Odd-even staggering filters

The simplest way to quantify the OES of binding energies is to use
the following three-point indicator:

where is the number parity and

By applying filter (1) to experimental nuclear binding energies, , one obtains the experimental neutron and proton OES, . Similarly, by applying this filter to calculated binding energies, one obtains information about theoretical results for the OES. In the following, the same subscripts are used to denote the binding energies and values of indicators (1) obtained for a given model. For example, for the single-particle model described below, the resulting values are and . Note that by using filter (1) we only aim at facilitating the comparison of calculations with data; however, in essence we always compare and analyze experimental and calculated binding energies.

As a simple exercise, let us first calculate the OES for
a system of particles moving independently in a fixed deformed
potential well. In such an extreme
single-particle model, the binding energy is

where

In the above expressions, the single-particle energies

For the ground state of an even-*N* system the
*N*/2 lowest levels are filled. In the neighboring odd-*N*system, the odd particle occupies the lowest available level.
This implies:

Hence, in the absence of the two-body interaction, filter (1) vanishes at odd particle numbers, and it gives half of the single-particle level spacings at even particle numbers. Therefore, following Ref. [4], we assume that any other effect leading to the OES

Consequently, at odd particle numbers *N*=2*n*+1,
we shall use the following filter,

while at even particle numbers

Filters correspond to subtracting values of filter (1) at particle numbers higher or lower by one, while employs the symmetric average of both. The differences between these three filters reflect, therefore, small variations of the OES effects with particle numbers. Up to these small variations, we associate the values of these filters with the spacings of the single-particle levels,

It is clear that filters
use masses of four nuclides
near the given particle number *N*; i.e., they constitute asymmetric
expressions in which either heavier or lighter nuclides dominate. On
the other hand,
uses masses of five nuclides symmetrically
on both sides of *N*. The advantages of using either of these filters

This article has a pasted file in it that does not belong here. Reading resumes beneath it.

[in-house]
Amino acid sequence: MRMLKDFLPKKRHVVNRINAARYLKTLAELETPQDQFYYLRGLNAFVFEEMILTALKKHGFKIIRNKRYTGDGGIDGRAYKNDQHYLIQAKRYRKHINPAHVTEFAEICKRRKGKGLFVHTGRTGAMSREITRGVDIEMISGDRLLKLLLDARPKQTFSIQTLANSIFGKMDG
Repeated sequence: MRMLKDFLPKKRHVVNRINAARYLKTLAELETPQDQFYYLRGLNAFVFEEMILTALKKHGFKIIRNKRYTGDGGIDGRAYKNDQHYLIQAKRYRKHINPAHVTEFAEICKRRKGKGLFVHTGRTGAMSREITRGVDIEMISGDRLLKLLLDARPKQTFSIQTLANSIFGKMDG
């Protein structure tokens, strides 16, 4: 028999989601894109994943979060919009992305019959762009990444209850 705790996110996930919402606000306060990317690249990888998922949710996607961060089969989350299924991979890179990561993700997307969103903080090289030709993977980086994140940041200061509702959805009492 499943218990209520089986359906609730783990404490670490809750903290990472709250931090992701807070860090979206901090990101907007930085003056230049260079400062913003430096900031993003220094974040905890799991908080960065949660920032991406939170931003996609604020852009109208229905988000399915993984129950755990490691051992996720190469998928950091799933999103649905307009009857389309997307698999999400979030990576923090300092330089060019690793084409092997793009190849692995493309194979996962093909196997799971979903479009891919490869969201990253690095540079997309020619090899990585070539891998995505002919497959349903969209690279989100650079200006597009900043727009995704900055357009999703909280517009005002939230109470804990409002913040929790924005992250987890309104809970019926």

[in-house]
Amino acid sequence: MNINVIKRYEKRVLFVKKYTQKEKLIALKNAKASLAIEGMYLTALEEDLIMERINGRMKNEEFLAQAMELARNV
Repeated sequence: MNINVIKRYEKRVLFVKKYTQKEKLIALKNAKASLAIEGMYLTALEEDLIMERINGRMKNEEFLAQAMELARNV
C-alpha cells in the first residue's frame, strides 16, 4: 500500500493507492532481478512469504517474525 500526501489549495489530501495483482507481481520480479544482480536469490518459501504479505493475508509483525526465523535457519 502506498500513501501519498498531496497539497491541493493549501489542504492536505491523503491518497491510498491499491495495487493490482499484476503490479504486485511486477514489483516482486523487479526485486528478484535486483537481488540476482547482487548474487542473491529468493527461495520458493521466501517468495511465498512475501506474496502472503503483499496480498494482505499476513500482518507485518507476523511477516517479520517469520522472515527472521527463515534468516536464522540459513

depend, therefore, predominantly on the availability of experimental
data in the isotopic or isotonic chains.
For instance,
in Ref. [4] dealing with light- and medium-mass
nuclei, the filter
was discussed.

It is instructive to relate the asymmetric energy-spacing filters
of Eq. (8) to the particle
separation energies *S*(*N*)=*B*(*N*-1)-*B*(*N*), i.e.,

One sees that the filter depends on separation energies of particles from even systems, while the filter depends on those from odd systems. This does not involve any asymmetry in treating even and odd systems, because, obviously, every particle-separation energy depends on one mass of an even system and on one mass of an odd system.

By using the three-mass filter (6), we hope to avoid mixing the contributions to the OES which originate from single-particle structure with those having other roots, e.g., pairing correlations. Moreover, because it involves three masses only, this filter allows obtaining experimental information on the longest isotopic or isotonic chains. Figures 1 and 2 display experimental values of the neutron and proton OES (6). (It is to be noted that these results slightly differ from those presented in Ref. [4]. Firstly, experimental masses were taken from an updated mass evaluation [23]. Secondly, only the masses having an experimental uncertainty less than 100keV have been considered.)

It is seen that, especially for the light- and medium-mass
nuclei, there exists a
substantial spread of results around the average trend.
This suggests that neutron and
proton OES effects are not only functions of neutron and proton
numbers, respectively, but that a significant cross-talk
between both types of nucleons exists.
Numerous studies of this isotopic dependence of the OES
exist [24,25,26],
usually based on higher-order filters such as the
four-point mass formula [21,22,24]:

Unfortunately, as demonstrated in Ref. [4], the higher-order filters mix the pairing and single-particle contributions to the OES; hence, they are not very useful for the purpose of extracting the pairing component. Since the detailed analysis of the isotopic dependence of the three-mass filter results is not yet available, below we discuss the average trends; i.e., for each

Figure 3 (and solid lines in Figs. 1 and
2) present such average values,
,
for the
neutron and proton OES. Neutron and proton values of the OES
follow a similar pattern. Namely, they systematically decrease
with *A*, and they are reduced around shell and subshell closures,
as expected.
It is also seen that
neutron pairing gaps are
systematically larger than the proton ones.
The shift is mainly due to a mass
dependence of the pairing strength and results from the fact
that at a given value *N*, data are more available for lighter nuclei
than at an identical value of *Z*. Indeed, for *N**Z*, data
exist mostly at *A*(*N*)<*A*(*Z*).
A weak contribution from the Coulomb energy is also expected to
contribute to this shift.